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UMass dean and Leverett resident dies

LEVERETT — Priscilla Clarkson, a 66-year-old University of Massachusetts dean and professor, died at her Leverett home Sunday after a long battle with cancer.

Clarkson was the dean of Common-wealth Honors College since 2006 and a distinguished university professor of kinesiology, nationally recognized as a researcher in muscle function. She founded and ran the Muscle Biology and Imaging Lab at UMass Amherst.

In her 36-year career at UMass Amherst, Clarkson rose to the top ranks in her field, authoring more than 200 scientific publications and becoming a fellow of the American College of Sports Medicine, where she also served multiple roles, including as national president and as foundation president. As a researcher and faculty member, Clarkson mentored countless graduate and undergraduate students.

The university awarded Clarkson the Chancellor’s Medal in 1997 and named her a Distinguished Professor in 2008. She was a triple alumna of UMass Amherst, having earned her undergraduate degree in 1969, her master’s degree in 1973 and her doctoratein 1977.

“We are tremendously saddened by the loss of Priscilla Clarkson, particularly as it coincides with the opening of the new Commonwealth Honors College Residential Community, for which she was a tireless champion and advocate,” said Chancellor Kumble Subbaswamy, in a prepared statement.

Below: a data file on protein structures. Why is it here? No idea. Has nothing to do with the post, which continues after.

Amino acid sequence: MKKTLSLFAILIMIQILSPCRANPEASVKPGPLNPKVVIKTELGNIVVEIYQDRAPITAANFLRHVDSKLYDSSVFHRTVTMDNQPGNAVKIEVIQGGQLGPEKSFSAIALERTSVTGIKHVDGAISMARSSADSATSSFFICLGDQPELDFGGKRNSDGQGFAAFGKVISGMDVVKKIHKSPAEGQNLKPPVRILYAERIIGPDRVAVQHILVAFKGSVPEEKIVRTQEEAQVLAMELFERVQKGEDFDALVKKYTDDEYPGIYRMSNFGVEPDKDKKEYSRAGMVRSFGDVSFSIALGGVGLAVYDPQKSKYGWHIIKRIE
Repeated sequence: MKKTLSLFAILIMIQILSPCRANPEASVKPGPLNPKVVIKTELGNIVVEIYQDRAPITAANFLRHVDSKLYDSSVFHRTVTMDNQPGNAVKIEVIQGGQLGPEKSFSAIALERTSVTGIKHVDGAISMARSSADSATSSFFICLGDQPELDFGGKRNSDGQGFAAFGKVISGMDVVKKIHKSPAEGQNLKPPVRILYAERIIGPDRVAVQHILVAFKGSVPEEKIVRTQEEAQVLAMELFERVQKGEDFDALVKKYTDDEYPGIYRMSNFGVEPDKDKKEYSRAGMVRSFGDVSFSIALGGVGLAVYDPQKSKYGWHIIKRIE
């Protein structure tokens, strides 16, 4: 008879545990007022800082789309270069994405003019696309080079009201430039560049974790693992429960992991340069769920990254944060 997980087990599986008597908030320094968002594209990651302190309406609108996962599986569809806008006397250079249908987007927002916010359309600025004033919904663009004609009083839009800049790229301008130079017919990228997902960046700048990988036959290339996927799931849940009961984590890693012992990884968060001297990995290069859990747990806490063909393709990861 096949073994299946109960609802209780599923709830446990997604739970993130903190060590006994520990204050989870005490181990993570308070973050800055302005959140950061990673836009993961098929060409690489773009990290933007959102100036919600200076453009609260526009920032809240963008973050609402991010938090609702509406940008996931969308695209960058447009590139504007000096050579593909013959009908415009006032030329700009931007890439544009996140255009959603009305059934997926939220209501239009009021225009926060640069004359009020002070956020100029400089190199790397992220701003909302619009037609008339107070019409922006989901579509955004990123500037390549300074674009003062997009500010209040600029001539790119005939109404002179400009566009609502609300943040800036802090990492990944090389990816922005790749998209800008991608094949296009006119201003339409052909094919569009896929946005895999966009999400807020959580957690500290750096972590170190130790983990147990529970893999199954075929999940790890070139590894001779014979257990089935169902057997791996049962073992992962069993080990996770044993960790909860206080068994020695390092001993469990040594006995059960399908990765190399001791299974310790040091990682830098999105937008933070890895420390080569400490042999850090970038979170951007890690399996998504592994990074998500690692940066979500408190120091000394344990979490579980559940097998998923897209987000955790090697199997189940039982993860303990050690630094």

“She fully realized the power of strong collaboration between the academic and residential aspects of a university, and this new complex will honor her work and vision by serving as a model for undergraduate education in both universities and honors colleges nationally,” he said. “Her spirit and love of learning will be deeply missed.”

Clarkson’s colleagues and former students said she was an encouraging and driven worker who played a critical role in the university’s academic development. She won a number of awards and accolades for her research work.

She served on a number of groups and committees, including the Massachusetts Governor’s Panel to improve police training practices to prevent cases of rhabdomyolysis (muscle damage) leading to kidney failure during training. She was editor of the International Journal of Sport Nutrition and Exercise Metabolism for eight years, and editor-in-chief of Exercise and Sport Science Reviews.

Clarkson maintained a lifelong involvement in classical ballet, including as a performer, choreographer, board member and president of the Pioneer Valley Ballet. She was an co-author and editor of books on dance medicine.

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